LGBT Floridians respond to Haiti earthquake relief effort

by Joseph Erbentraut
EDGE Media Network Contributor
Wednesday Jan 20, 2010

In response to the catastrophic earthquake in Haiti, South Florida's LGBT activist community has stepped up to support the relief effort in whatever way they can.

SAVE Dade has partnered with the Dade Community Foundation and a number of other LGBT organizations to lead a Web-based fundraising drive to collect aid "the most needed and deserving efforts." More than 200,000 people of Haitian descent live in the county; and many others have settled in Broward County and other areas across South Florida.

"We felt that an organized LGBT response to the tragedy was appropriate and fitting, because this is very personal and close to us geographically," CJ Ortuño, executive director of SAVE Dade, said.

Ortuño added the response has been incredible, but official estimates of how much money the organizations have raised were not immediately unavailable.

"In our every day struggle for equality, we talk about ourselves as part of the human family, and being part of that family comes with great responsibility when our neighbors are in need," he said.

Another organization leading South Florida fundraising efforts is the Unity Coalition/Coalición Unida, an organization that advocates on behalf of LGBT Latinos. Within 24 hours of earthquake, the Unity Coalition sent out the plea for support from its members. In collaboration with Neat Stuff and Ambiente Magazine, they established drop-off centers for medical supplies and food. The first truckload is scheduled to depart this morning.

Herb Sosa, president of the Unity Coalition, emphasized his organization's efforts to were only in their beginning stages; conversations about rebuilding the country are currently secondary to the more urgent effort of collecting basic necessities. He said they plan to continue collecting supplies "however long it takes to get that community back on its feet."

"This isn't going to come to an end within the next week, and we're well aware this is a long-term commitment we're making to the Haitians," Sosa told EDGE. "The response has been unbelievable. The LGBT community is certainly doing its part."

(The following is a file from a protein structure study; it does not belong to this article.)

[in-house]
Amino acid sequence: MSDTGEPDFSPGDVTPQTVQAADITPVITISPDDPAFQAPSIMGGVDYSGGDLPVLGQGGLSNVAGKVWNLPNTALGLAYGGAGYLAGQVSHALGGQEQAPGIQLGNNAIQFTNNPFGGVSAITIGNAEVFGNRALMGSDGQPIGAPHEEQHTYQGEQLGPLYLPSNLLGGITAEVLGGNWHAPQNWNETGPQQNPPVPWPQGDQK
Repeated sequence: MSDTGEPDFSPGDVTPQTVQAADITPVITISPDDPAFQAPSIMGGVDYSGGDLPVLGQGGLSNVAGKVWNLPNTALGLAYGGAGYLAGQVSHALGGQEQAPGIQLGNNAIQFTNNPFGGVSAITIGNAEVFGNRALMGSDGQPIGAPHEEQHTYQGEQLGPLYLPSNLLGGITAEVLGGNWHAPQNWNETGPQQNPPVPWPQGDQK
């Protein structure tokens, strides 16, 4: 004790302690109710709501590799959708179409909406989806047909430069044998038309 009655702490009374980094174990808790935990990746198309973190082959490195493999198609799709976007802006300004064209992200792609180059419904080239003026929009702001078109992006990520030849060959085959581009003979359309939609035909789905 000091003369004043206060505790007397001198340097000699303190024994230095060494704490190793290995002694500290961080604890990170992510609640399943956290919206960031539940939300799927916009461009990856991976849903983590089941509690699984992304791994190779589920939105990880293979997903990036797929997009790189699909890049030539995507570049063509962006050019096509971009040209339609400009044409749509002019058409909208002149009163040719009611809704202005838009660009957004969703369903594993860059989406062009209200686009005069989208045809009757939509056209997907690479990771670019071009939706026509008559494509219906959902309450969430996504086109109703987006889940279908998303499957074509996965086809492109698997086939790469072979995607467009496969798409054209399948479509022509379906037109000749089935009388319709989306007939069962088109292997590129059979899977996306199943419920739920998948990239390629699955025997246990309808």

Vanessa Brito, a writer who contributes to Ambiente, has accepted an advisory role on the ground as part of a United Nations' mission to Haiti. She is set to accompany a shipment of supplies to the earthquake-ravaged country later today. And Brito emphasized she feels an LGBT-specific response to the disaster is critical.

"We come together as a [gay] community for so many different causes, but most of the time its our own - like gay marriage," Brito told EDGE. "We need to step it up because this is not a question of politics, culture or religion, this is an issue of humanity. We need to do something more than collecting dollars. That is important, but there is a human aspect to it, too. When I step off the plane and see the amount of tragedy, I'm sure it'll take this all to another level."

Brito said UN officials in Haiti with whom she has been in contact reported many of the country's smaller hospitals remain in desperate need of surgical equipment. Near Haiti's border with the Dominican Republic, doctors are reportedly performing amputations with kitchen equipment -- and without the use of basic aspirin, let alone anesthesia. And more people are dying each day without the medical care they urgently need.

While anxious of her journey ahead, Brito was also humbled by the opportunity. She said she hoped her effort would inspire other gay and lesbian people to take an active role in contributing to the cause for a nation whose people face a long road toward recovery.

"Unfortunately, they are the moments that bring us together as a community," Brito said. "If my going down there helps motivate someone to do something back home, I know I will have accomplished my mission. If I am able to save one life, I know I will have done something right."

Joseph covers news, arts and entertainment and lives in Chicago. He is the assistant Chicago editor for The Huffington Post. Log on to to read more of his work.


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